February 2007

to the person who wrote the responses in the notable correspondence section:

i’ve read about half of the exchanges in that section. according to your responses, you seem to believe it is possible that there might one day be sufficient evidence for belief in god, and that “strong” atheists have no “philosophical leg to stand on.” i think this, at the very least, poses a definitional problem.

if you accept that it is possible for god to exist, you must believe that the notion of god is coherent. it seems clear, however, that you do not think that the notion of an omnipotent and omnibenevolent god is coherent (omniscience, omnipresence aside). so exactly what type of god is it that you feel there one day might be sufficient evidence for? it certainly doesn’t seem to be the theistic god…

i think the problem extends further, however. it seems to me that it is no longer possible to entertain a notion of a god that is not supernatural, because of what we know about the world. if your notion of god is that of a supernatural entity, then i do not see how you can allow that any empirical evidence will one day make his (or her, whatever) existence plausible. if you claim that there one day might be logical evidence for belief in god, in the form of an argument perhaps, it seems to me you would have to concede to the theist that on logical/metaphysical grounds that his/her position is as valid as yours, provided you agree on a definition of god that has not as of yet been shown logically incoherent.

it seems to me that allowing for the possibility of an existence of a supernatural god would not give you any grounds for rejecting mysticism, but is that a concession you are willing to make?

so, yes, i don’t think you are atheist enough….

I really appreciate the excellent letter! I’m guessing you have spent some time on this subject, because most people I encounter don’t discuss these topics as well as you.

You bring up some excellent points, and I agree that my position needs to be made a little more clear. Here goes:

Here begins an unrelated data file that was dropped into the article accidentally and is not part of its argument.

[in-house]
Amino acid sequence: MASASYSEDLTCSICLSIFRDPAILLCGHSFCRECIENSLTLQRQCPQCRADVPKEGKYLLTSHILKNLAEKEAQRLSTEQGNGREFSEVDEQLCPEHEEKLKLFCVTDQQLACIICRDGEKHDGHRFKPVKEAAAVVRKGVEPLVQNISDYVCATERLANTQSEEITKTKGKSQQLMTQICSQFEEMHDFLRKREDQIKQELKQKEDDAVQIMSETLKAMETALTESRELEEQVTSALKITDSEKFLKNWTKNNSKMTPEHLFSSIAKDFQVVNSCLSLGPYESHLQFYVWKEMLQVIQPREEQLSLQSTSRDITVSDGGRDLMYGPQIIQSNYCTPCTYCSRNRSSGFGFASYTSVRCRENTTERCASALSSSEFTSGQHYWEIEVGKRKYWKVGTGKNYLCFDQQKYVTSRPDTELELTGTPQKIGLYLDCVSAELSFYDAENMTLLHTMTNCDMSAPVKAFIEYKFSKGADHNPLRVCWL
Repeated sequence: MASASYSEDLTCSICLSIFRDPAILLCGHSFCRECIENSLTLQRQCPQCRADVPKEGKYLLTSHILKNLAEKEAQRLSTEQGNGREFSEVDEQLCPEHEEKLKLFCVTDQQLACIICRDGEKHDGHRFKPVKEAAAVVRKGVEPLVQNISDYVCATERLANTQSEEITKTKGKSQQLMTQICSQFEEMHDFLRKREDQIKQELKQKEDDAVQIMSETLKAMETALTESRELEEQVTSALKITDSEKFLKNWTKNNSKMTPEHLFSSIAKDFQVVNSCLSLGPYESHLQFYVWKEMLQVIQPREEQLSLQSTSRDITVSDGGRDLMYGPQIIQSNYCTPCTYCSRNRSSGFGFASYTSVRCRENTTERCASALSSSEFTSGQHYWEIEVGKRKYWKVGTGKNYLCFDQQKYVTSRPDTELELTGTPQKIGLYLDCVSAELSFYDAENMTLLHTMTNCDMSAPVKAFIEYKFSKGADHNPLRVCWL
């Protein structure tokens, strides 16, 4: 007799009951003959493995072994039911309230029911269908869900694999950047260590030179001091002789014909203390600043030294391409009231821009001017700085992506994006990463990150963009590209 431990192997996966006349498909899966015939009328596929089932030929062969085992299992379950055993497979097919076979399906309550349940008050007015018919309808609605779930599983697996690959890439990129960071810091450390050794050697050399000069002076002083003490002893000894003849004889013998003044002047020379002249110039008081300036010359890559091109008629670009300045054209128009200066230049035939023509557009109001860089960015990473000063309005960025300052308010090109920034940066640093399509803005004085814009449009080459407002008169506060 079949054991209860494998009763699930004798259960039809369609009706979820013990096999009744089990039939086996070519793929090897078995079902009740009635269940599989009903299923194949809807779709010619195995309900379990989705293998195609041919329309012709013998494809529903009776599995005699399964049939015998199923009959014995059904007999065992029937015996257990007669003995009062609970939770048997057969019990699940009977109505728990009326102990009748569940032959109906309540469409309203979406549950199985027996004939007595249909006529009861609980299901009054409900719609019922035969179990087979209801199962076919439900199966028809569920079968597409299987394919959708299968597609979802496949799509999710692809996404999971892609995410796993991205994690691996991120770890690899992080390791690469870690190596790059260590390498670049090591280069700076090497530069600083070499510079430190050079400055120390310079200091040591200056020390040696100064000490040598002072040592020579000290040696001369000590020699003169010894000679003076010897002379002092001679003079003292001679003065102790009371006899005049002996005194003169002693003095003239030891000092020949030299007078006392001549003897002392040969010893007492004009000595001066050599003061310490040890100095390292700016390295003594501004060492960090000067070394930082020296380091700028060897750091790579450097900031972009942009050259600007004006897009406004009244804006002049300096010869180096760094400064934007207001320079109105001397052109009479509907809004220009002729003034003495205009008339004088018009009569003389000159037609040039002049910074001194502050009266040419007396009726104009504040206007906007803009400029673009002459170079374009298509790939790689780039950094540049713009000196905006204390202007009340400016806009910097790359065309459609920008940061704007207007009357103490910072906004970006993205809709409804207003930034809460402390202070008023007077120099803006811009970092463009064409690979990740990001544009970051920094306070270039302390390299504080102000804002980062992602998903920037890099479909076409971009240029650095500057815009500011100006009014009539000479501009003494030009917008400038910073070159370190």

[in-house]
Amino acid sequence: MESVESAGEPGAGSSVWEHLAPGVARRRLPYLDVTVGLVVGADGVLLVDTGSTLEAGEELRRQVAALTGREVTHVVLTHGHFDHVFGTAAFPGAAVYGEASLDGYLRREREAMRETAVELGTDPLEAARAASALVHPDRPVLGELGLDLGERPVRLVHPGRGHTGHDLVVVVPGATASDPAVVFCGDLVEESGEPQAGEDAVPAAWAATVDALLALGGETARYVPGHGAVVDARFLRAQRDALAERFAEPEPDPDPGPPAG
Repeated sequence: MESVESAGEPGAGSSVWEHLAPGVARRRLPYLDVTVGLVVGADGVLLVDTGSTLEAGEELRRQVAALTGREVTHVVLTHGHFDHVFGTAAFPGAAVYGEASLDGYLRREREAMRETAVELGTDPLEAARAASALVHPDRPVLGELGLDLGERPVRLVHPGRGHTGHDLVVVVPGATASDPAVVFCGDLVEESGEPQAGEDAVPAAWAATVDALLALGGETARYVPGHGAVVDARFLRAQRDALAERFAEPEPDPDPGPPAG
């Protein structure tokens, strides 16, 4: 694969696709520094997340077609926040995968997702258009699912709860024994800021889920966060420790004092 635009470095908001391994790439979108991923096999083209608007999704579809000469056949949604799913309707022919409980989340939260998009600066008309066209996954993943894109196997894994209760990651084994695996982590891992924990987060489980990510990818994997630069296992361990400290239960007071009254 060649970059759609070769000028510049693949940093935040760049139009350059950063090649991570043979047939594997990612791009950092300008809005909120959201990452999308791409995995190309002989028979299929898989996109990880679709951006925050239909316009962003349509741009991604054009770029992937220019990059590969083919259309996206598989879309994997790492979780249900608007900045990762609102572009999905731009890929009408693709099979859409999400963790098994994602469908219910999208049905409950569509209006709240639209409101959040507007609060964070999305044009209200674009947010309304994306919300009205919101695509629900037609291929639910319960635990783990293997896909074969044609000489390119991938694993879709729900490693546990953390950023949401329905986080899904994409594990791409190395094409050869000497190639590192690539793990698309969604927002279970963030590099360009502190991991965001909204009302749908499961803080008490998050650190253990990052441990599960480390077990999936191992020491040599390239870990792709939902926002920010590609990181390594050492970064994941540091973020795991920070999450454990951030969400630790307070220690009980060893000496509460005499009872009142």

1) The definition of “god” is, as you say, a big, big problem. Most definitions of god that I’ve encountered are either unworkably vague or have holes in them you can drive a truck through. When I think of the possibility of there being a god (or gods), I generally think in terms of “a conscious entity that willfully created the universe.” A deity could have other attributes as well, but the arguments I’ve seen for assigning these attributes have all appeared to be rather weak.

2) I disagree with atheists who say “there is no god” because I don’t see any way to prove that there is no god. For example, it seems impossible to disprove the possibility of a prime mover that left after the moment of creation, and such a prime mover would fit my definition of a god.

3) I think it’s a bit conceited for an atheist to say that there is no possible proof for a god’s existence that they haven’t thought of. I’m sure there are plenty of things I haven’t thought of.

4) I consider the possibility of proof of a deity’s existence through personal revelation. An omnipotent deity could make me believe He existed and I would consider this sufficient proof (because I would have no choice). This proof would not be compelling to anyone but me, however (they’d probably think I was nuts).

5) I don’t see the likelihood of either empirical or logical evidence for a deity that can get past Occam’s razor. If there is such a thing, it’ll have to be pretty spectacular.

6) I don’t think that my admitting the possibility of a logical argument I hadn’t thought of puts me on the same footing as a theist. First, the theistic position fails Occam’s razor (at least for me). And second, theists generally don’t believe in a deity because of the possibility of a proof — they either think they have a proof or don’t believe that proof is necessary. (As an aside, you’re right about a theist and me having to agree on a definition of god before we could have any kind of agreement — I haven’t had much luck with that .)

7) I do not reject mysticism. I also don’t see any evidence for it.

I hope this makes my position more clear. Let me know if I missed anything.

Posted on February 3, 2007 at 12:27 am by ideclare · Permalink
In: Agnosticism, Defining god, Discussion

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